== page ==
Governments use laws and regulations to point business behavior in what governments perceive to be beneficial directions.
Summarize the purpose and justify the existence of government regulation
Government regulation attempts to produce outcomes which might not otherwise occur, prevent outcomes that might otherwise occur, or produce or prevent outcomes in different timescales than would otherwise occur.
Common examples of regulation include controls on: market entries, prices, wages, development approvals, pollution effects, employment for certain people in certain industries, standards of production for certain goods, military forces, and services.
Regulation can be justified by the presence of market failures, collective desires, diverse experiences, social subordination, endogenous preferences, irreversibility, professional conduct, or interest group transfers.
The act of promulgating or announcing something, especially a proclamation announcing a new law.
the US Environmental Protection Agency's Audit Policy is an example of government regulation. It "safeguards human health and the environment by providing several major incentives for regulated entities to voluntarily come into compliance with federal environmental Laws & Regulations. " Affected entities must voluntarily discover and act to correct any violations that occur.
Regulation is the promulgation, monitoring, and enforcement of rules. Regulation creates or constrains a right, creates or limits a duty, or allocates a responsibility. Regulation can take many forms: legal restrictions promulgated by a government authority, contractual obligations that bind many parties (e.g., "insurance regulations" that arise out of contracts between insurers and their insureds), self-regulation by an industry such as through a trade association, social regulation, co-regulation, third-party regulation, certification, accreditation, or market regulation. In its legal sense, regulation can and should be distinguished from primary legislation or judiciary law.
Governments use laws and regulations to point business behavior in what governments perceive to be beneficial directions. Government regulation attempts to produce outcomes which might not otherwise occur, prevent outcomes that might otherwise occur, or produce or prevent outcomes in different timescales than would otherwise occur. In this way, regulations can be seen as implementation artifacts of policy statements. Common examples of regulation include controls on market entries, prices, wages, development approvals, pollution effects, employment for certain people in certain industries, standards of production for certain goods, military forces, and services.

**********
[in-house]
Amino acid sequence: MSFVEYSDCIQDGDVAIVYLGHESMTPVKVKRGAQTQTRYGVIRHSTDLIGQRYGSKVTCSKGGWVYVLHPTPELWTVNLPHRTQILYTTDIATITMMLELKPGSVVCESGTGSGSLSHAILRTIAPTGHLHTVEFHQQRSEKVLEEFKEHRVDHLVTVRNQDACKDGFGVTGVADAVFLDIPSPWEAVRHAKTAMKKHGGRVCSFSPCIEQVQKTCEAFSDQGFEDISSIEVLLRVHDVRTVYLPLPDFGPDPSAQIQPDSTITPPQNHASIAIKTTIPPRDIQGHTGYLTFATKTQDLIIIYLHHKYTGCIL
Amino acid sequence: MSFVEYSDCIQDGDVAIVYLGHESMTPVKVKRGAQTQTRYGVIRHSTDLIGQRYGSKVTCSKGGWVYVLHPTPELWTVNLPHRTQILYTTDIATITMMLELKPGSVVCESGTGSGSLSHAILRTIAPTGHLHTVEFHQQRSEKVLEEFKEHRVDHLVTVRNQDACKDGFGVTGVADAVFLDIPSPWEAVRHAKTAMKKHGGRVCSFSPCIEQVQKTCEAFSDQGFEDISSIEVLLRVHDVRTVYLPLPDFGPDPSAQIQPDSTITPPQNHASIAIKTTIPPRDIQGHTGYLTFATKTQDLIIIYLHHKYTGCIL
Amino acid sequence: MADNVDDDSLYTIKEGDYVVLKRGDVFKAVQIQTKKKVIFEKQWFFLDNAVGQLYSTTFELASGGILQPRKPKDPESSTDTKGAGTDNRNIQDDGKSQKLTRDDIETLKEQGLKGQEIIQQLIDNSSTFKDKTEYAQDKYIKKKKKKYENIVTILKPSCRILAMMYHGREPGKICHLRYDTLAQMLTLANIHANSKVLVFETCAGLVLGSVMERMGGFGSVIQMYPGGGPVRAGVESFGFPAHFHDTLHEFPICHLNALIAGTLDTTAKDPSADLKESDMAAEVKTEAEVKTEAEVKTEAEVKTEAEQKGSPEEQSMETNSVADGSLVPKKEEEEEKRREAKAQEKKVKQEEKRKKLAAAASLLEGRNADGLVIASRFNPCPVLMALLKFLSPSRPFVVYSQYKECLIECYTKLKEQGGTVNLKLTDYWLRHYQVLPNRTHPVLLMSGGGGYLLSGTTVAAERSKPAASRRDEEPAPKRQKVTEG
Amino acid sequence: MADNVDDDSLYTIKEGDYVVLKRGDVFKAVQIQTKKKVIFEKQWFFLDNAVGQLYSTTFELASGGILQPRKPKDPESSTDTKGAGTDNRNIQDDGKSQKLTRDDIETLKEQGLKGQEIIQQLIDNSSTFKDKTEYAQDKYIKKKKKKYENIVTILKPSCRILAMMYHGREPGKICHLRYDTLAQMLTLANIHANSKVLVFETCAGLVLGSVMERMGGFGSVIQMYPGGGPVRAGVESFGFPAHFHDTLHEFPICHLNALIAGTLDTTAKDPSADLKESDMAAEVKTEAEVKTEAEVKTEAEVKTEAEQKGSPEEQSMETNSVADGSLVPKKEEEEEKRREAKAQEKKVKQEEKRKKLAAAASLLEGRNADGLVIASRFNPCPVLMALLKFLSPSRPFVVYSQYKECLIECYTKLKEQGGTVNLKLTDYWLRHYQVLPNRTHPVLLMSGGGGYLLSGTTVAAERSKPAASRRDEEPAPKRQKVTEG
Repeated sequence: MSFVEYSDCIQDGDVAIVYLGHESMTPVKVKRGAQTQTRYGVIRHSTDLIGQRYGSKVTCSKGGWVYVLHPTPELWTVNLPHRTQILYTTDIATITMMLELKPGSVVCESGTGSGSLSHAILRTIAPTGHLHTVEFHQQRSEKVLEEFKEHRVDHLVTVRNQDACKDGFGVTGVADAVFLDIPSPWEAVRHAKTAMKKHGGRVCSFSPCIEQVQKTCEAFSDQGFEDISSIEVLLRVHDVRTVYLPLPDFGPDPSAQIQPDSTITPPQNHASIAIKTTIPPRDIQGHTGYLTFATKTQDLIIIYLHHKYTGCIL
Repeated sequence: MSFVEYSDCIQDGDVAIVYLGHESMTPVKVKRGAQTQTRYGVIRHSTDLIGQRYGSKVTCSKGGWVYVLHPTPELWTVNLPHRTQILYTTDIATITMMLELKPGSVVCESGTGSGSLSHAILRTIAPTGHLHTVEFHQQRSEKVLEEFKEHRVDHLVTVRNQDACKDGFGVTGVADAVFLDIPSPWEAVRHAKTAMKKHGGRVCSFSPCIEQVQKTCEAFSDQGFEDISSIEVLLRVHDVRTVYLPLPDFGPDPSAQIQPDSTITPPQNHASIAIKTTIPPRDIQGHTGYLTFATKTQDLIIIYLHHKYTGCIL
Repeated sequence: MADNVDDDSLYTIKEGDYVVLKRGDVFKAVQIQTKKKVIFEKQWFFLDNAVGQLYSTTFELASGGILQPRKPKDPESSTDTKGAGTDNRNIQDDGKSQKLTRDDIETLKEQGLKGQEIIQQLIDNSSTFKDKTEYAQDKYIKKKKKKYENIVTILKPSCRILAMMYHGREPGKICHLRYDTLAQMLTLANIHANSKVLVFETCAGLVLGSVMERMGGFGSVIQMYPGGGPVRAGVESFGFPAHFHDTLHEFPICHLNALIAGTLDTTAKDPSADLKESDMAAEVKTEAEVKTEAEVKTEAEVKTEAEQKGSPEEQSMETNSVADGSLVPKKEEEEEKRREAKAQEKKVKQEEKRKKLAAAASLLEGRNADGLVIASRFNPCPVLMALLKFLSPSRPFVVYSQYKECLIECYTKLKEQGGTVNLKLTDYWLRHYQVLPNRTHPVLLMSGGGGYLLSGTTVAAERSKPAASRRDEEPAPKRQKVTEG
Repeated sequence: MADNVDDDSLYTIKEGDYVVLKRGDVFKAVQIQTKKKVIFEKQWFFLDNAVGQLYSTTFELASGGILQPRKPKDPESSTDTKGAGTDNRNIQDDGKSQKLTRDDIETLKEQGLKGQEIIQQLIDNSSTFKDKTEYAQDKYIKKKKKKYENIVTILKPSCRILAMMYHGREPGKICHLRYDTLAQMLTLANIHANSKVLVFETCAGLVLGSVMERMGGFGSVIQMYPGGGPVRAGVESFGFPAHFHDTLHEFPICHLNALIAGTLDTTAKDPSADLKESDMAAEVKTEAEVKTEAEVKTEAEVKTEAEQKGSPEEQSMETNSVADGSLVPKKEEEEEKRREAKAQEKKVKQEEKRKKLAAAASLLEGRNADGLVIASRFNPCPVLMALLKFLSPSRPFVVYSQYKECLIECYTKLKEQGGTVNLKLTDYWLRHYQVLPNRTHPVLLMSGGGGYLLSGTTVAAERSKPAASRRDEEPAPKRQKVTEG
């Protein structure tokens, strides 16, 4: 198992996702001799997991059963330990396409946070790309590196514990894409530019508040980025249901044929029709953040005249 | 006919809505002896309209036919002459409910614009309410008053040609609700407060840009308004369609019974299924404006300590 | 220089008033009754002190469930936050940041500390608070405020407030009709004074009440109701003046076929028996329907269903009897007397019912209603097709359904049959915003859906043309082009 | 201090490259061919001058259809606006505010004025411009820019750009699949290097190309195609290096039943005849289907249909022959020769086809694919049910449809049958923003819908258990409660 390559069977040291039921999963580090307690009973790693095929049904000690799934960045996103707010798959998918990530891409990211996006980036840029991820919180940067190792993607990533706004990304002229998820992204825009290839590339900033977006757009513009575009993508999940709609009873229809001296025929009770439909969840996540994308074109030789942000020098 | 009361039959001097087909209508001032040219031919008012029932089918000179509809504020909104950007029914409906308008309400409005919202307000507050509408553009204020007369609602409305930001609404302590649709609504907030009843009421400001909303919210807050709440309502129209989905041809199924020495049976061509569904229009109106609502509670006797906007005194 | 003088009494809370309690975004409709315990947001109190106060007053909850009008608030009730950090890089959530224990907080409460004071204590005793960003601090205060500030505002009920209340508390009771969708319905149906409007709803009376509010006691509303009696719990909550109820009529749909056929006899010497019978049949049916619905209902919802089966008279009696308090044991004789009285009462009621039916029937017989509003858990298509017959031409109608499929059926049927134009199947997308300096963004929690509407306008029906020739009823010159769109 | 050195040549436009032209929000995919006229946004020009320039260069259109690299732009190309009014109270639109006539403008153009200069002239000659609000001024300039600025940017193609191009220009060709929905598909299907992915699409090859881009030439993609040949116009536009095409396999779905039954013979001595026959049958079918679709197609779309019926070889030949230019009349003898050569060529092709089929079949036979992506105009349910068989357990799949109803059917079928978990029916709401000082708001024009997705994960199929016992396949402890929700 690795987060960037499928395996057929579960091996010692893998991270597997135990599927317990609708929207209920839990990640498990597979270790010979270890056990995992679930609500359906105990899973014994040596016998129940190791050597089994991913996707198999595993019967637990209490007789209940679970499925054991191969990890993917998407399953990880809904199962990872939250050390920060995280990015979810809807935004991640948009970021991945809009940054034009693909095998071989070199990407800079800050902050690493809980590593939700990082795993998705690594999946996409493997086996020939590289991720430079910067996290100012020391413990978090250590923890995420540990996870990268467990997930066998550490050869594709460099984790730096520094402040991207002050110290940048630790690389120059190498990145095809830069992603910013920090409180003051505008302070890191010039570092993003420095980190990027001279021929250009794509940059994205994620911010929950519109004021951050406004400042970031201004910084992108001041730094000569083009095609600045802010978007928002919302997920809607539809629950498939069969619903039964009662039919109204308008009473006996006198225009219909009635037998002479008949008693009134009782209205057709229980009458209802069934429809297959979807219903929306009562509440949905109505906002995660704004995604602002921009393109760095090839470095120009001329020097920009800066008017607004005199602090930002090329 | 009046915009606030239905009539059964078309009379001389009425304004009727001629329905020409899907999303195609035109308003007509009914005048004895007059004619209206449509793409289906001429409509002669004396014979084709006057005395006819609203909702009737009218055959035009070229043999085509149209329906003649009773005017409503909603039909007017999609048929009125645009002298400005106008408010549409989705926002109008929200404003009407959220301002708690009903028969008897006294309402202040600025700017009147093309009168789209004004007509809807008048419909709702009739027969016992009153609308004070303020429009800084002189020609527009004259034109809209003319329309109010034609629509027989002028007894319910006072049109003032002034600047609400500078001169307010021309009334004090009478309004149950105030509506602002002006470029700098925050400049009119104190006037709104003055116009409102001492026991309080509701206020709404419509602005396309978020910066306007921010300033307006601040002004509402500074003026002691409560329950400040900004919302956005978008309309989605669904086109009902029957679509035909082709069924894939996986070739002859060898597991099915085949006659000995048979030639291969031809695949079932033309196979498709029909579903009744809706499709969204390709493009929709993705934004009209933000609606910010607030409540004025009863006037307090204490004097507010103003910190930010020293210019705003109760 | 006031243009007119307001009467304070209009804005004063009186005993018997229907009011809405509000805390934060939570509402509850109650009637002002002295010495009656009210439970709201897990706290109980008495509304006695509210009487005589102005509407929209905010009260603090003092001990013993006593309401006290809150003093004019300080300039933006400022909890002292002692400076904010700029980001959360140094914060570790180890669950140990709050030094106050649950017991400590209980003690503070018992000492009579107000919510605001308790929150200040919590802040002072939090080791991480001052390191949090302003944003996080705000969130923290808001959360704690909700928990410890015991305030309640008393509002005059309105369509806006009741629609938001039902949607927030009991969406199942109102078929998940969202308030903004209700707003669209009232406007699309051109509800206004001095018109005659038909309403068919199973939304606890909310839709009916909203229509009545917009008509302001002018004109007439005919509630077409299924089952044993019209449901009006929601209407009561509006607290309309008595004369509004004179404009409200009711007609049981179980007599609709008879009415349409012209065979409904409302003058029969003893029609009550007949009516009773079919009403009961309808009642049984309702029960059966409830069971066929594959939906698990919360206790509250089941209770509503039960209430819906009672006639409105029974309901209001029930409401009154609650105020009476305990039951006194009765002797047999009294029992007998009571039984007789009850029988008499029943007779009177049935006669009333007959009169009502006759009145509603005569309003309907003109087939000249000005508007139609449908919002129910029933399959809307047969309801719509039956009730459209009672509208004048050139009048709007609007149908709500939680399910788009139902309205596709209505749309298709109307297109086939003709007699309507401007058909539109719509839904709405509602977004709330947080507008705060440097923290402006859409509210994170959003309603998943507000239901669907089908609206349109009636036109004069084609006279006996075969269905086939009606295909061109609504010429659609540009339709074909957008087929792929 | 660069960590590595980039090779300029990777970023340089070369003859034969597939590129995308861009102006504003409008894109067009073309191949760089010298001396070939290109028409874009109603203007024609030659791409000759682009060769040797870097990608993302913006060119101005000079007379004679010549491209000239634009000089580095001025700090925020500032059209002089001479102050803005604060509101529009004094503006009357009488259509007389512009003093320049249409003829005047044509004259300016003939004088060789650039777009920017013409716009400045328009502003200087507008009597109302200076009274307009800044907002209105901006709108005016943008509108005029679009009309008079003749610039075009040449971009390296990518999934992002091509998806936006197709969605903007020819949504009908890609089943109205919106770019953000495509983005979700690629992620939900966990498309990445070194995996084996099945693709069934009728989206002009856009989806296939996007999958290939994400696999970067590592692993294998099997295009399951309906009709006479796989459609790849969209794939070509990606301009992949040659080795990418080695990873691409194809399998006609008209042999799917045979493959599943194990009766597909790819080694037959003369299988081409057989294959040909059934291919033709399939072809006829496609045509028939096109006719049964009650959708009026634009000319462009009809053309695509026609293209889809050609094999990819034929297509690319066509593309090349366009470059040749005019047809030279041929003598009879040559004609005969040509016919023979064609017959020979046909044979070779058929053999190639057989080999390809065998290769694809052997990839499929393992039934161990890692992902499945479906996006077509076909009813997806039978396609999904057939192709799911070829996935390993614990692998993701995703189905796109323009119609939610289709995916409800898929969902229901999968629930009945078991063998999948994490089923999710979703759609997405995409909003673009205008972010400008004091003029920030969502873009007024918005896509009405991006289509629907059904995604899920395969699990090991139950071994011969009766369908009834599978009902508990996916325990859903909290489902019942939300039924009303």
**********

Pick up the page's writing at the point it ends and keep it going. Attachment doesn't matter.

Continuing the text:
Regulations can be justified for a variety of reasons, including:
Market failures - regulation due to inefficiency. Intervention due to a classical economics arguments about market failure. Market failures can present themselves due to events such as: risk of monopoly, inadequate information, and unseen externalities.
Collective desires - regulation about collective desires or considered judgments on the part of a significant segment of society.
Diverse experiences - regulation with a view of eliminating or enhancing opportunities for the formation of diverse preferences and beliefs.
Social subordination - regulation aimed to increase or reduce social subordination of various social groups.
Endogenous preferences - regulation aimed at affecting the development of certain preferences on an aggregate level.
Irreversibility - regulation that deals with the problem of how certain types of conduct from current generations result in outcomes that future generations may not be able to recover from.
Professional conduct - the regulation of members of professional bodies, either acting under statutory or contractual powers.
Interest group transfers - regulation that results from efforts by self-interest groups to redistribute wealth in their favor, which may be disguised as one or more of the justifications above.
Beginning in the late 19th and 20th century, much of regulation in the United States was administered and enforced by regulatory agencies which produced their own administrative law and procedures under the authority of statutes. Legislators created these agencies to allow experts in the industry to focus their attention on the issue. At the federal level, one the earliest institutions was the Interstate Commerce Commission which had its roots in earlier state-based regulatory commissions and agencies. Later agencies include the Federal Trade Commission, Securities and Exchange Commission, Civil Aeronautics Board, and various other institutions. These institutions vary from industry to industry and at the federal and state level.